Belgian shoegazer outfit Slow Crush — currently Isa Holliday (vocals, bass), Jelle Harde Ronsmans (guitar), Jeroen Jullet (guitar) and Frederik Meeuwis (drums) — exploded into the international shoegaze scene with the release their full-length debut, 2018’s Aurora. Between 2018 and 2020, Slow Crush supported the album with nonstop, relentless touring across the world with acts like Pelican, Torche, Soft Kill, and Gouge Away — and with festival stops at Roadburn, ArcTanGent, 2000Trees and Groezrock.
As a result of the COVID-19 pandemic, the members of the Belgian shoegazer outfit was forced to cancel plans for two European tours and a Stateside tour at the last minute. But interestingly enough for the band, the pandemic was a bit of a blessing and a bit of a curse: The time off from touring allowed the band to re-think and re-group. Aurora‘s unexpected success and the demands of heavy touring had taken a toll on everyone’s personal lives. This was intensified with a massive lineup change, which saw two members leave. Eventually Holliday and Ronsmans recruited the band’s newest members Julioet and Meuwis to complete the band’s newest lineup. And adding to a stormy period of change and uncertainty, the band’s label Holy Roar Records collapsed, leaving the band without a home.
Slow Crush’s highly anticipated sophomore album is slated for a Friday release through Quiet Panic. Written in between tours and the unexpected downtime during pandemic-related restrictions and lockdowns, the album’s material is heavily influenced by turbulent times — both personal and global. While further cementing their sound, featuring abrasive and whirling layers of guitars and thunderous drumming paired with Holliday’s ethereal vocals, Hush reportedly finds the band growing as musicians and songwriters. Although the album was informed by and inspired by the dark and heavy times, the material isn’t all bleak; in fact, it’s filled with the hope for a bright, new day.
In the lead up to the album’s release, I’ve written about two of Hush‘s released singles:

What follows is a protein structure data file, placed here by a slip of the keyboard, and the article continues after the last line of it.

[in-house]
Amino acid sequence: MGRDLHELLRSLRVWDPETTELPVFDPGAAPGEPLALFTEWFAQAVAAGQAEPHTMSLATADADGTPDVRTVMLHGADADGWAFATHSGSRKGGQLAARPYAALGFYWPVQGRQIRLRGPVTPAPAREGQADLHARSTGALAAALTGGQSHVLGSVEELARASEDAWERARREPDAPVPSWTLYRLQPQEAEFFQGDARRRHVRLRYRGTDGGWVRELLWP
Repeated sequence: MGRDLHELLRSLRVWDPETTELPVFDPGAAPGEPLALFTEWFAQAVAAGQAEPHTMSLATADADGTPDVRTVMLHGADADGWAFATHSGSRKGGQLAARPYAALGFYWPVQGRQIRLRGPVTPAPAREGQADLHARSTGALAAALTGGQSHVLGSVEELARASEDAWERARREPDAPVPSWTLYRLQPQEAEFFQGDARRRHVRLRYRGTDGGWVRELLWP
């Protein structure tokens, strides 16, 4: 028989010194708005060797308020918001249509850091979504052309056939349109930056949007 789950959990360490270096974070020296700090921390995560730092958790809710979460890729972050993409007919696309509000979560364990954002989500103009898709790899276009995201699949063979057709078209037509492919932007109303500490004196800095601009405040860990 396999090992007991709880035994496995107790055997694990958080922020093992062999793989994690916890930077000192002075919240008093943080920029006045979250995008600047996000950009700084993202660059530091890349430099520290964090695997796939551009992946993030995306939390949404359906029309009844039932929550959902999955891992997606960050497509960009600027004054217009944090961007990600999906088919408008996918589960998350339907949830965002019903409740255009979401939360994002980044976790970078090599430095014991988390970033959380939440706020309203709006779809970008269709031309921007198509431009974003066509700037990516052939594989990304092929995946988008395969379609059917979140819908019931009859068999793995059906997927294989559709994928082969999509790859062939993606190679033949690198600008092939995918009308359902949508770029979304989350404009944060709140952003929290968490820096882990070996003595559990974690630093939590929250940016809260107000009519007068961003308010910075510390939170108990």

- Brooding album title track “Hush,” which was centered around an expansive song structure with towering layers of feedback and fuzz pedaled guitars, thunderous drumming and Holiday’s sensual yet ethereal cooing. And at its core, the song expresses an aching and unreciprocated longing.
- “Swoon,” a breakneck ripper with mosh pit friendly hooks that brought Finelines era My Vitriol and Lightfoils to mind but paired with introspective and impressionistic lyrics. The song can be read in a number of different ways: it could be read as touching upon the loneliness, uncertainty and longing that comes about as a result of a seemingly bitter breakup. But it can also be read as a desire to escape a bleak world through connecting with someone equally as lonely as you are.
“Lull,” Hush‘s latest single continues a run of brooding and lush painterly textured shoegaze that may remind some listeners of a slick synthesis of A Storm in Heaven, Slowdive and My Bloody Valentine. And much like its predecessors, the song features impressionistic lyrics that express a profound and bitter ache.
The recently released video for “Lull” by Bobby Pook at SumoCrucial is a hazy yet cinematic fever dream that follows a man riding around a very European town on a bicycle when he sees a woman walking into the sea, The man gets off his bicycle and runs towards the woman — but is she a mirage? Is she some lingering ghost that has haunted him? That is up to you.